- Based on seasonality and normal hold, June could be up YoY in the high teens
- The sequential YoY acceleration from May’s disappointing +7% growth could be a positive catalyst
- Weekly comparisons are more consistent in June than May with no major calendar shifts
If you’re in Dallas Wednesday through Friday of this week, stop by The Traders’ EXPO conference at the Hyatt Regency Reunion. We have a booth there – Booth 615 – where you can meet a few of our top team members. If you sign up for one of our great subscription products like Weekly Hot Ideas when you’re at the trade show, you’ll even get a free Hedgeye hat. Click here to learn more about the Traders EXPO.
Also, on Thursday at 2:45pm, Keith is speaking at Traders EXPO where he’ll continue on his barnstorming tour across the United States and tell you why America should fire Ben Bernanke. He’ll also talk through his top global macro themes, and answer all of your questions. He’ll even be at our booth from 4pm to 5pm on Thursday to meet and greet you in person.
For those of you who can’t make it to see us in Dallas in person person, Tweet us @Hedgeye or @KeithMcCullough with questions, and Keith will answer the three best ones during his presentation there. Don’t have a Twitter handle? Email us at email@example.com and please put Dallas in the subject line of your email.
Positions in Europe: Short EUR/USD (FXE)
The ECB meets tomorrow. We think there’s a high probability the ECB stays on hold to wait and watch the economic and political developments for another month ahead of Greek elections on 17. June.
Some observers have suggested a 25bps cut. We think it’s more probable that the ECB could signal a willingness to ease, but won’t cut. To this end, we wouldn’t be surprised if the ECB resumed some of its non-standard measures, including the Securities Market Program (SMP), which has been dormant for the last 12 straight weeks, but has purchased €212B of bonds on the secondary market since May 2010. However, we don’t expect yet another long term LTRO to be announced tomorrow.
One main issue at hand is that a rate cut alone won’t solve Europe’s sovereign and banking problems. The ECB, under Trichet and now Draghi, has stressed the need of governments to reduce their fiscal imbalances. And unlike the developing Hollande-Monti handshake in support of Eurobonds and the ECB doing more, Draghi has taken a very Bundesbank approach that fears unneeded ECB intervention, in particular measures that may spur inflation.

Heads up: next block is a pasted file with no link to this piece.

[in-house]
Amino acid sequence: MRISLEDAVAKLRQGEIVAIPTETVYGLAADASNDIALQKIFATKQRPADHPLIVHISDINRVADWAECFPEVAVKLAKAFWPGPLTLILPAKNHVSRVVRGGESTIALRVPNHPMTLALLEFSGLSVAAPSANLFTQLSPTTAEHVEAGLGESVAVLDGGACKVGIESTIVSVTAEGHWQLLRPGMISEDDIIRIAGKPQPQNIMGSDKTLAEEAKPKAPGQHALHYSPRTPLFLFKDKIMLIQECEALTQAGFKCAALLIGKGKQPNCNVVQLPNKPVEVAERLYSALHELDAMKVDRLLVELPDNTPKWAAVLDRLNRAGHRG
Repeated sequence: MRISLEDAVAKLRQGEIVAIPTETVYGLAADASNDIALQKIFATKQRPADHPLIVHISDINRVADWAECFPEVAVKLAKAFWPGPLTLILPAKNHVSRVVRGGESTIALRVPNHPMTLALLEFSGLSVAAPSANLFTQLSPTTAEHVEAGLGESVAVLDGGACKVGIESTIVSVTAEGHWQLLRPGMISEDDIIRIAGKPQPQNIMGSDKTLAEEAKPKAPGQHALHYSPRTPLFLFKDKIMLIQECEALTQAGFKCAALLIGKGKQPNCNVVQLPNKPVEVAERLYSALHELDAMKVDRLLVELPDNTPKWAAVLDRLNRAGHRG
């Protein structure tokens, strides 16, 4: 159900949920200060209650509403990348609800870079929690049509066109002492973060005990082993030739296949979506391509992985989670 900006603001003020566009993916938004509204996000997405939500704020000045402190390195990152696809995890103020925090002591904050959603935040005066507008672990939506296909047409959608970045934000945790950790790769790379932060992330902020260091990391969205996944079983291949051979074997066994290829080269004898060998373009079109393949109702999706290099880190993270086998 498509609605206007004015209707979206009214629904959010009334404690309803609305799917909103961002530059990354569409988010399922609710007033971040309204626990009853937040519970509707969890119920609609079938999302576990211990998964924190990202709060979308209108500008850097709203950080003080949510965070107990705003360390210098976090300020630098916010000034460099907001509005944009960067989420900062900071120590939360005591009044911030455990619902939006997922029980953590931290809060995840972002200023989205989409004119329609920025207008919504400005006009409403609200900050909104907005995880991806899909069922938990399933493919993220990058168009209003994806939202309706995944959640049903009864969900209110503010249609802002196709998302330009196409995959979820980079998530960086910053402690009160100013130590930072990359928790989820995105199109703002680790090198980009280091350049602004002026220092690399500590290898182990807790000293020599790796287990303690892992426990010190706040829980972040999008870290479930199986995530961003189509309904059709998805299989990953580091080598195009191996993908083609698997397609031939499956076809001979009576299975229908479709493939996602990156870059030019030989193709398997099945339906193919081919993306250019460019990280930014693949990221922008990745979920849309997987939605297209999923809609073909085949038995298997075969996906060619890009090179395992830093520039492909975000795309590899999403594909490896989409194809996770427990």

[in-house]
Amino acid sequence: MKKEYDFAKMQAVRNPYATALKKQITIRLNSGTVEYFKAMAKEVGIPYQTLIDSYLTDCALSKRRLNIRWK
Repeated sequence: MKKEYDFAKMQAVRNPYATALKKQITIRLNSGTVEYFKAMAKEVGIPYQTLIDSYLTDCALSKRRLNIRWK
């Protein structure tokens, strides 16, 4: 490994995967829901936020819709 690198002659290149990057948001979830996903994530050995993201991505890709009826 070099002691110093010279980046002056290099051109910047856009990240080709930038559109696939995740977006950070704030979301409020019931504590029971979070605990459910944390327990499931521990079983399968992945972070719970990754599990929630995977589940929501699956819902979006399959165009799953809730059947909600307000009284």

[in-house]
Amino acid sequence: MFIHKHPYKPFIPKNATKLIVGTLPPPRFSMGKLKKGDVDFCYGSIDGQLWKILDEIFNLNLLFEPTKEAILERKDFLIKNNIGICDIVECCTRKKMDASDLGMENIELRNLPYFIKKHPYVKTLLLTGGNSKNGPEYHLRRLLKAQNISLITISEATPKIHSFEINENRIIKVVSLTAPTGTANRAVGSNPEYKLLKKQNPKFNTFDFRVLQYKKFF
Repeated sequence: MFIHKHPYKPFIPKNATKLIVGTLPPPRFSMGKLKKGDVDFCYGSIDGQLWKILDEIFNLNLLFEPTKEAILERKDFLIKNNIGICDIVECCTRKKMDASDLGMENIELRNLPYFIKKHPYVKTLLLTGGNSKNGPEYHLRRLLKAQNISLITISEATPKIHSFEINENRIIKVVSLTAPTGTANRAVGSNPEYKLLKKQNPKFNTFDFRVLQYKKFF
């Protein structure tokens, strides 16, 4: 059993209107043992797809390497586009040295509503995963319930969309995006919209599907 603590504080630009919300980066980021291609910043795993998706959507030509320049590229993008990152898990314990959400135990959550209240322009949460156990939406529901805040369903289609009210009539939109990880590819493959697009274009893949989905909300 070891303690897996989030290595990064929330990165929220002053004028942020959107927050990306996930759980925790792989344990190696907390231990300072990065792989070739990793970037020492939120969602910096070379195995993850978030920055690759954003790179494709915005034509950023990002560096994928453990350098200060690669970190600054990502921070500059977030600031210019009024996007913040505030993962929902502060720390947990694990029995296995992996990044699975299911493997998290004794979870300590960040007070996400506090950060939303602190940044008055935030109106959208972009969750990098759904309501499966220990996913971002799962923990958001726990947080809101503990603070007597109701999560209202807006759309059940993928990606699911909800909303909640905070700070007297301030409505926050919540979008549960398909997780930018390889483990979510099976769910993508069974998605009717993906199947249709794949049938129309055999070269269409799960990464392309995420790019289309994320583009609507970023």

Further, we think the ECB wants to evaluate the outcome of the Greek elections on 17. June, and monitor the discussion around a fiscal union, Eurobonds, and a Pan-European deposit insurance, all of which are programs many months out if they are ever realized. These programs should be central to the Summits and meetings approaching later in the month, and should be critical for market sentiment.
Since the ECB’s last meeting on 3. May, data continues to contract and/or disappoint. The notable highlights are the declines in Manufacturing and Services PMI surveys for the month of May, the Eurozone unemployment rate that ticked up to 11% (a 17 year high), and Eurozone confidence figures that largely deteriorated month-over-month in May.
The EMU remains a compromised Union of states. However, we still believe that Eurocrats have a tremendous resolve to keep the Union alive with the existing member states. For specific questions on anything Europe, please contact me at .
daily macro intelligence
Relied upon by big institutional and individual investors across the world, this granular morning newsletter distills the latest and most vital market developments and insures that you are always in the know.